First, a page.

Sivlin notes that Cambodia’s tourism industry dipped even before the COVID-19 pandemic sank the global tourism industry—observations backed by declining Angkor Park ticket sales and World Bank analyses. She attributes the decline in visitors to a few factors, including major developments in tourism sites and crowding at Angkor Park: “Word of mouth spreads further about our crowded temple sites, resulting in discouragement from traveling to Siem Reap.”

The word of zero-dollar tourism in Cambodia spread as well, resulting in fewer people booking group tours towards the end of 2019. While some tourists may not have been willing to travel during the US-China trade war, Sivlin also believed Cambodia could use some additional attractions beyond Angkor Park in order to draw visitors to return for second or third visits.

Sivlin nevertheless sees a number of government-sponsored measures that could improve Cambodia’s tourism appeal—both for tour groups as well as individual travellers. Government agencies could start by supporting and incentivizing more tourism employees to learn Chinese language and tourism customs through training programmes, boosting the number of tour operators and guides who can facilitate these tours and easing strain on the current industry. A number of regulations could also control the unorganized aspects of group tours—for example, airports could create a better space to receive and process tour groups, while state-employed Angkor Park staff could establish occupancy limits to reduce crowding and point small tour groups to other areas if they seem bothered by the size of the crowd. Health and safety, particularly on boat tours, can also be improved and regulated, she suggests.

The government could further incentivize travel for tour groups by controlling costs at souvenir stores to prevent overpricing, while lowering Angkor Park ticket costs for groups. However, incentivizing higher numbers of travellers to come to the park could also overburden the ancient temples, as discussed above.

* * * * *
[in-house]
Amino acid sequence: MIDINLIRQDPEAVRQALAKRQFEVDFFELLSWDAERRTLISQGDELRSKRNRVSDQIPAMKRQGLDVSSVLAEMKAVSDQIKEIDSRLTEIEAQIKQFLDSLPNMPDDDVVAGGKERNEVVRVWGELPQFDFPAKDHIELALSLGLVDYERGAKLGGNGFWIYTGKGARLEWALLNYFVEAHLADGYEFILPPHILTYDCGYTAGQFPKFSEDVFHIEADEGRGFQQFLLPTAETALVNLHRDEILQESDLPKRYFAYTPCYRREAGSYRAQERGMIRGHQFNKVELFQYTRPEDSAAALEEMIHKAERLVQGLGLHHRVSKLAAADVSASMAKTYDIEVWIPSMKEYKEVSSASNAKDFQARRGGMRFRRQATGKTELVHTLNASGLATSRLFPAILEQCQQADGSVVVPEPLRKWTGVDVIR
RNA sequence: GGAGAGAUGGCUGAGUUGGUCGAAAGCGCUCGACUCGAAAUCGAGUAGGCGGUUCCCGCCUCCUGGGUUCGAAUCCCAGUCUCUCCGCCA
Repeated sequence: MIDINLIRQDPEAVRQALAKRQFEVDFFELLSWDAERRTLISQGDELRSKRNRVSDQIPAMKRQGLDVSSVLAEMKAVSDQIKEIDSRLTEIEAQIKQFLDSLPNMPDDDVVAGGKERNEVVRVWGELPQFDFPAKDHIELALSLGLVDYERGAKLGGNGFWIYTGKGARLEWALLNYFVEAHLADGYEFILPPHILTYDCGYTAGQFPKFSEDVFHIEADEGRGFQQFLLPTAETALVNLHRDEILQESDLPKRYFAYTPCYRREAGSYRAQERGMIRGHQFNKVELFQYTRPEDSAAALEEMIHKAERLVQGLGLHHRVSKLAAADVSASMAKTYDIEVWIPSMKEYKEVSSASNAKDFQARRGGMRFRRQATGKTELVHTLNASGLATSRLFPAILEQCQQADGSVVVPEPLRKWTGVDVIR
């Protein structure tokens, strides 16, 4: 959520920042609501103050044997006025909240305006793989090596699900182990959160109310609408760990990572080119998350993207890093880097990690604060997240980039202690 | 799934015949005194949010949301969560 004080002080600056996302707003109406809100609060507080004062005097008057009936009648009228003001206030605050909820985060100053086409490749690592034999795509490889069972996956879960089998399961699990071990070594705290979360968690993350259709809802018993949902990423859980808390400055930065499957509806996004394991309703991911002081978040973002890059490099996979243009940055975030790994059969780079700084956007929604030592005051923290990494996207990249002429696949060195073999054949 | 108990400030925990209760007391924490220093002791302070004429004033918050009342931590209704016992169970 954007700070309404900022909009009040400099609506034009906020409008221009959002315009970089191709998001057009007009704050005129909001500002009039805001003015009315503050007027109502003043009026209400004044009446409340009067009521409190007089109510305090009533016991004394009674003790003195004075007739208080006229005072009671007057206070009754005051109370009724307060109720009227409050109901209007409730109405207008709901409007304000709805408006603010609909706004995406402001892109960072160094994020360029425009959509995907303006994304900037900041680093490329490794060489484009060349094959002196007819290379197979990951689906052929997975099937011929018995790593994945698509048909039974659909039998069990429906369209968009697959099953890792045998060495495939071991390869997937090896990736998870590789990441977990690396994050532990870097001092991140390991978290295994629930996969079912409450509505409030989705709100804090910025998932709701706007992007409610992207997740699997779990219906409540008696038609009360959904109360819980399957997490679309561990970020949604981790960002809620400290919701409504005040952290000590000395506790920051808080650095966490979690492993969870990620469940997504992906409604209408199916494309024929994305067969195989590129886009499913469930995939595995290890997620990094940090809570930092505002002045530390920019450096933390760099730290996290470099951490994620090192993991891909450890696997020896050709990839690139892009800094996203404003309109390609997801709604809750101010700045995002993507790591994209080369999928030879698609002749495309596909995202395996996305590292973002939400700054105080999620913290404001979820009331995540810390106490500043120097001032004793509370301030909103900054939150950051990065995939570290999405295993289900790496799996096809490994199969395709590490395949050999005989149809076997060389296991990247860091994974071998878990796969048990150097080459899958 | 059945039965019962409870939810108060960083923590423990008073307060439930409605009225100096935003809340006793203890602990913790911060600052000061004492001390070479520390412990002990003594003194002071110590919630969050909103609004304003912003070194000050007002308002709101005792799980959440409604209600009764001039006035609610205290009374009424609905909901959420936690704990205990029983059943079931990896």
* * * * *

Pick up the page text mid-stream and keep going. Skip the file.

COVID-19 and After

Mass tourism operators who were reliant on Chinese travellers were inevitably hit hard by the global pandemic and the nearly universal shutdown of leisure tourism. However, Sivlin notes that Cambodia’s tourism industry on the whole has been wounded by the virus.

News reports starting in January said the grounds of Angkor Archaeological Park were already emptying after the Chinese government stopped all group tours. According to Angkor Enterprise data, the company that sells foreigners’ tickets to Angkor Park, foreign ticket sales started declining in January 2020, falling 17.8 percent below January 2019 sales and tapering steadily for the rest of the year. By the end of 2020, Angkor Enterprise sold over 400,000 tickets, an 81.8 percent decline from 2019. Chinese arrivals further fell by 83 percent in the first eight months of the year. Cambodia notably allowed foreign flights throughout most of 2020, but arriving foreign nationals had to pay a 2,000-dollar deposit to cover a two-week quarantine in a hotel upon arrival, which is inevitably prohibitive for leisure travel.

By July, 18 hotels and 96 guesthouses had closed permanently due to the pandemic, and several hundred more suspended work, affecting around 8,000 employees. Similarly, casino workers in Sihanoukville were able to resume business mid-year, but they said their once-lucrative work was now difficult to sustain—they had their hours cut, worked split shifts, and sometimes had salaries reduced as gamblers fled during the online casino ban and pandemic. Tourism workers whose jobs had been suspended could receive 40 dollars per month in government support, while hotels, restaurants, and travel agents could receive tax exemptions—both subsidies were extended until at least the end of June.

Inside Cambodia, domestic tourism returned, amplifying ecotourism and offering a small lifeline to the struggling Siem Reap. Towards the end of the year, Cambodian tourism associations were discussing the potential to create a travel bubble between Cambodia and China, which had recovered strongly since early 2020. However, two Chinese nationals escaped their mandated quarantine-on-arrival while carrying the virus and unwittingly cased a massive outbreak throughout the country, with Cambodia’s total cases increasing from fewer than 500 in mid-February 2021 to more than 10,000 by the end of April. With the city under lockdown, it is impossible to predict when a travel bubble could be feasible.

Although recovery is hard to imagine at this point, Sivlin predicts group tourism will return, despite the obvious concerns about crowding following the widespread airborne pandemic. Most of the early travellers will be smaller groups of individuals or families, Sivlin suggests, and many will have a familiarity or pull to Cambodia in the first place, be it visiting family or travel for business.

It may be some time before mass group tours return to the country, she notes: “Group tourism will still flow into Cambodia; however, the movement will begin at a slow pace before growing to be as big as before, and this can happen only if Cambodia properly controls the situation.”